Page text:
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As a 25-year-old newly married woman, the process of changing my name was a joy - as far as bureaucratic processes go. Flashing my marriage certificate and a smile got my driver's licence, credit cards and various other accounts and identification documents changed, and usually earned me congratulations from the clerks who processed my requests.

Filling my wallet with my newly minted identity was an adventure - my first act of wifedom - and though it felt strange to be called Mrs. (it sounded so grown-up!), I was thrilled at this statement of faith in the permanence of my relationship.

But like so many marriages undertaken at the age of 25, mine turned out not to be permanent after all. Four years later, after an amicable separation, I faced the surprising realization that getting out of the name change was going to be harder than getting out of the marriage itself.

The first hint that it was going to be complicated came when I received a statement from my bank. I had submitted a name-change request through the mail, but my statement was still addressed to Mrs. Married Me.

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Oddly, listed as a borrower on my line of credit, there was a new person: Single Me. How my maiden self became a separate borrower on my married self's line of credit, I am not sure.

Banks, it seems, have some flaws in the way they deal with the name-change-in-reverse.

I sent my name change to one bank with all the required documentation (mentioning my impending divorce as the reason), and asked them to issue me a new credit card with my new-again name. In response, I received a letter addressed to Mrs. Married Me. In order to process the name change, they needed me to send back this letter with my new and old names and signatures. Strange, since I had included these in the initial letter I sent. But stranger to me was the Mrs. salutation - an odd choice for a woman who has informed you she is getting divorced.

Another bank changed my name just fine, but now has me on file as Mrs. Single Me. This person, of course, does not exist. Since I again mentioned my divorce in the name-change request, this seems sloppy at best.

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At a third bank I deal with, where I have one lonely credit card left over from my student days, the manager was adamant I could not change my name without a divorce certificate. This is not true - in British Columbia, either spouse has the right to use the other's last name or their own, and to change their mind about the decision at any time, divorced or not. Showing her my already-changed driver's licence and other credit cards did nothing to convince her.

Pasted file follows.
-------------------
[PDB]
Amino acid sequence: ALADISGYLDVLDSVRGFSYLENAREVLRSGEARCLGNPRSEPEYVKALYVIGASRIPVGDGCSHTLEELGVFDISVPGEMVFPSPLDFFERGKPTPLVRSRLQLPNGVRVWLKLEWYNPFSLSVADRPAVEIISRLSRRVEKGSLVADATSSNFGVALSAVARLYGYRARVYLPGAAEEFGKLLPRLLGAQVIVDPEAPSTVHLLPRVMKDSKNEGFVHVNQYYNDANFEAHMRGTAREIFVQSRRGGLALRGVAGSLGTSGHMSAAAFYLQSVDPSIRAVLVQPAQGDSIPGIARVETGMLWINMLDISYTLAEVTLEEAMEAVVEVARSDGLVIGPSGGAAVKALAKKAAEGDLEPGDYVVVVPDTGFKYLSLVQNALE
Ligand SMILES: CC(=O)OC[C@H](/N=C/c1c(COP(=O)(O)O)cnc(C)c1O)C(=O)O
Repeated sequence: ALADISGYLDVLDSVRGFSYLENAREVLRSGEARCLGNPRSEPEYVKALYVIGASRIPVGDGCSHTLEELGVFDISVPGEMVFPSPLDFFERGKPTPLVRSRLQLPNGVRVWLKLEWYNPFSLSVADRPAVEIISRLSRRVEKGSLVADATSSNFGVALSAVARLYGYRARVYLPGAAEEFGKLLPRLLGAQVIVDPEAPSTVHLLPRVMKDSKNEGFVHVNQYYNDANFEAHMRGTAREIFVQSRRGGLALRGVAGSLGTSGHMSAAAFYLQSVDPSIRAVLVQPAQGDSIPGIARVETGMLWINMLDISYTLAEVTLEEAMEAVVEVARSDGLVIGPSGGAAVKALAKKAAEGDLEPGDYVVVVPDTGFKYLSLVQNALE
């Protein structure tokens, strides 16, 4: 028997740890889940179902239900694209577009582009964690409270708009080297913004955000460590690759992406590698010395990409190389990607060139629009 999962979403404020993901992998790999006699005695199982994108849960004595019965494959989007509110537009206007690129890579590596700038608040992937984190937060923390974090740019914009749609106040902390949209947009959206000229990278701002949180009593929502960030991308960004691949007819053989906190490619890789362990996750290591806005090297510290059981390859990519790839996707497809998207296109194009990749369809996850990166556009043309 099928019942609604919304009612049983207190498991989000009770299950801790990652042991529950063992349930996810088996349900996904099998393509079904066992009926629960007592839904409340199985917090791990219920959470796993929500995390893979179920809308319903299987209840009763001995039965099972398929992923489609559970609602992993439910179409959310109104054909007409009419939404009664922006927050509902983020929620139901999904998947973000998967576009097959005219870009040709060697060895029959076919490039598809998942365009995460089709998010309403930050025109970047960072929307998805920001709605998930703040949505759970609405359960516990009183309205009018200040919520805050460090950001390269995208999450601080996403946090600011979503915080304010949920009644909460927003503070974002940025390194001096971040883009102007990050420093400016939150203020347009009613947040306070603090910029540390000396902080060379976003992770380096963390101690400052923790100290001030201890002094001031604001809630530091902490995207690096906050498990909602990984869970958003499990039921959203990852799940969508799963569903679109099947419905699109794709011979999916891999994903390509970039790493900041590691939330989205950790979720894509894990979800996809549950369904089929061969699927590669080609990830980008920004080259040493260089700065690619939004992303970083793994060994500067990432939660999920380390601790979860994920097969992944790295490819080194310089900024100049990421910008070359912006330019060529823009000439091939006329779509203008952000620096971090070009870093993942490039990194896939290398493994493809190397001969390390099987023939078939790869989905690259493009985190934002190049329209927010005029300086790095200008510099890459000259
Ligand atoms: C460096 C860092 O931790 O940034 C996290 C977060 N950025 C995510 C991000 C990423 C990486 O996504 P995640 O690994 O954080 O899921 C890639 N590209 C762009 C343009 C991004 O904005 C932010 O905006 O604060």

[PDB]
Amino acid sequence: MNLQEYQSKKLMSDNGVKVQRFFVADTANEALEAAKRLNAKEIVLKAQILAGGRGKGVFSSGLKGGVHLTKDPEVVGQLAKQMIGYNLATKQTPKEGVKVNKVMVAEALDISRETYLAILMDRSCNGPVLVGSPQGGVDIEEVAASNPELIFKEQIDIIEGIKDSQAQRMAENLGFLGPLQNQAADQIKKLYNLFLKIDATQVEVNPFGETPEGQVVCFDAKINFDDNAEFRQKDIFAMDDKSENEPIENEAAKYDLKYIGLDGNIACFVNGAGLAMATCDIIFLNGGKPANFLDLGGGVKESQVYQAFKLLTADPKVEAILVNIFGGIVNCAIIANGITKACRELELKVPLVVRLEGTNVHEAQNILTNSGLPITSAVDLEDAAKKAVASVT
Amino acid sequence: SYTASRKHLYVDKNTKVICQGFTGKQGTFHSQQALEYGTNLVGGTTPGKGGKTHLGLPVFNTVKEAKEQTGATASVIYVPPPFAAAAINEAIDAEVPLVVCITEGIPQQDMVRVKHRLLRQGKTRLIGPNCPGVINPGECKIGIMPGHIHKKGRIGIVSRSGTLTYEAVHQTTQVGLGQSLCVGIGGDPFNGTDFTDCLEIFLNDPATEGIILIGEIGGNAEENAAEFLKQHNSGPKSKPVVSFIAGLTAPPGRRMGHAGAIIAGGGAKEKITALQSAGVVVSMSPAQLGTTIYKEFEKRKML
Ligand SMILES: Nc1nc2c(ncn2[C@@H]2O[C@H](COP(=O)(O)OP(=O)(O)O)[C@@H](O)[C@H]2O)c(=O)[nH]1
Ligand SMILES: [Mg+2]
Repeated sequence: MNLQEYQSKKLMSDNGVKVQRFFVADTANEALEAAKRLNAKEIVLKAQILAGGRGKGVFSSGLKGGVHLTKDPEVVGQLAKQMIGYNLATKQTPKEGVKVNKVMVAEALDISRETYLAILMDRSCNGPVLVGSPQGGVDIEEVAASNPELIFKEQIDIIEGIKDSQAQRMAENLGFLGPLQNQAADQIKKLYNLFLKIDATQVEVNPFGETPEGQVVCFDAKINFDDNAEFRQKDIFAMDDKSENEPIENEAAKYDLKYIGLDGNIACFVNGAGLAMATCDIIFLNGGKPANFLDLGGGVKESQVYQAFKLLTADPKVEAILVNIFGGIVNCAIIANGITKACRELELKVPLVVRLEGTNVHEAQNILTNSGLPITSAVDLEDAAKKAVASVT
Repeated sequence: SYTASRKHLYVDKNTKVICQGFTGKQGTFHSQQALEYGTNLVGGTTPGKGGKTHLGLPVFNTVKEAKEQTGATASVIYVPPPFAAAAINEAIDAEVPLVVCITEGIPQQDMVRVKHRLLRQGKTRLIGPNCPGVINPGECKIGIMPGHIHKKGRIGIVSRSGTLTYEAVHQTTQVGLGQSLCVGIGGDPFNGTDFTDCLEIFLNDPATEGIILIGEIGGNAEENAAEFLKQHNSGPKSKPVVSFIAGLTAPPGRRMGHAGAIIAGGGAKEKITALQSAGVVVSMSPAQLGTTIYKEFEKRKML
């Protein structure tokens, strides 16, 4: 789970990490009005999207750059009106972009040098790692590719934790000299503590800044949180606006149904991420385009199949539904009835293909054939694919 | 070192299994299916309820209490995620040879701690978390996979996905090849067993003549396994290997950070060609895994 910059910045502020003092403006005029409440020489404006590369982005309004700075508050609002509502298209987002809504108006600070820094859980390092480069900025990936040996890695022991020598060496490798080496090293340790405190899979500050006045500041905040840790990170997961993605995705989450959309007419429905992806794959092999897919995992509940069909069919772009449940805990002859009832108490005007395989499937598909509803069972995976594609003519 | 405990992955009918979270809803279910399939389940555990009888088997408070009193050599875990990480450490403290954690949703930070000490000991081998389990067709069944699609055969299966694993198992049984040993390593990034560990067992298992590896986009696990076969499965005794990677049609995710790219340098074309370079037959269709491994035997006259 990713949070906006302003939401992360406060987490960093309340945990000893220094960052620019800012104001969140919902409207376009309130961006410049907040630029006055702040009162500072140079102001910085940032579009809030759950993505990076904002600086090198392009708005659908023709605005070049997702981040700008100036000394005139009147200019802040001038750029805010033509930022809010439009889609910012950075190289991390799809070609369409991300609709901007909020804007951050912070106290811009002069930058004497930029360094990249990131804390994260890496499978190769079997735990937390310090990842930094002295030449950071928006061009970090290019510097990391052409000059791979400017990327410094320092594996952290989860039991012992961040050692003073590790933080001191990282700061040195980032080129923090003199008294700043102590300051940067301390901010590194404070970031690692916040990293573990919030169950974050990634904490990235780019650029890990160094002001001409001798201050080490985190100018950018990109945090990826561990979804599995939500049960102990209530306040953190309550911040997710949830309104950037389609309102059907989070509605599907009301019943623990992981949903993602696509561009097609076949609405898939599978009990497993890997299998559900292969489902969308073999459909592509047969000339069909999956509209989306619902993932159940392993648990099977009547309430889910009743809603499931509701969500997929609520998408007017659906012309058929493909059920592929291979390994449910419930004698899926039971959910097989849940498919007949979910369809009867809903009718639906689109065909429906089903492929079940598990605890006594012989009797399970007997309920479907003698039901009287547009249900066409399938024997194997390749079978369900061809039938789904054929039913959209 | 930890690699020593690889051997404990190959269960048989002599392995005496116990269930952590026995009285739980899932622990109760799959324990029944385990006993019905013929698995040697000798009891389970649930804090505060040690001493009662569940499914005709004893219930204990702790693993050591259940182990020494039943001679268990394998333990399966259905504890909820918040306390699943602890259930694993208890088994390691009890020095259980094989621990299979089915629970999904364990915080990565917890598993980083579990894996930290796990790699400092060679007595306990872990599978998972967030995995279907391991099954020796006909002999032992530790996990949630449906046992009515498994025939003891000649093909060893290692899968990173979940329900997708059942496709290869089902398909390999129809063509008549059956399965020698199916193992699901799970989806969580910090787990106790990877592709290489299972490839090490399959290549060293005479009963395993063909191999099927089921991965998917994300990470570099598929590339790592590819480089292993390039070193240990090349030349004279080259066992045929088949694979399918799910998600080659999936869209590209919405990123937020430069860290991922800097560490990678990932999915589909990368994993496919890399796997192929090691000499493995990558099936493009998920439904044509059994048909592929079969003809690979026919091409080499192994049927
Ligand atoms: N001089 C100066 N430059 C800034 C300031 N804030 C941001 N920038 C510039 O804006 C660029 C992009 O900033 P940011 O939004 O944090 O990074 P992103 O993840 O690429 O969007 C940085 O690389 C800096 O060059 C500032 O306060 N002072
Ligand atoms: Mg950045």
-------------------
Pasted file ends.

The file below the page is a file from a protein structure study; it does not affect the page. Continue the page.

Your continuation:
She relented when I explained I had just come from changing my name on my SIN card, and that surely if the government could allow me to use my maiden name, changing it on a credit card with a $500 limit would not send the entire banking world into anarchy.

As for the SIN card, that was a belated name change I hadn't realized I would have to make. I had switched back to my maiden name months before with the Canada Revenue Agency. Only later did I find out that many government services - including Service Canada, the department that handles social insurance numbers - still listed me as Married Me. You'd think their information would be connected with the tax agency's, since your SIN is your identifier for paying taxes, but that's not the case.

So, off to the Service Canada office I went. The clerk took one look at my birth certificate and said there was a problem. It seems I had an old-style birth certificate that lacked a registration number. It was an official, original document, but it did me no good. So before I could get my name back, I had to get a new birth certificate. The funny thing is, you can request a birth certificate online, without showing one speck of ID to anyone. A week later, I had my new birth certificate on hand and a new SIN card on order.

The last government stop for changing my name (I think - I may yet discover more agencies who have me on file as Married Me) was Passport Canada. It used to be possible to amend a passport for a name change, but not any more - now you have to get a brand new one. When I told the clerk why I wanted a new passport even though my old one was still valid for more than a year, he said: "Ah, you are reclaiming your birth name. That is a valid reason."

You know, he's quite right; I like the way he thinks. This process is reclaiming who I was, rather than admitting the defeat of someone I tried to be.

And I can tell you one thing: I'm all for giving marriage another try, but I'll be keeping my birth name, thank you very much. I just don't have the stomach for the paperwork.

Christina Newberry lives in Vancouver.

Illustration by Kate Lemay.

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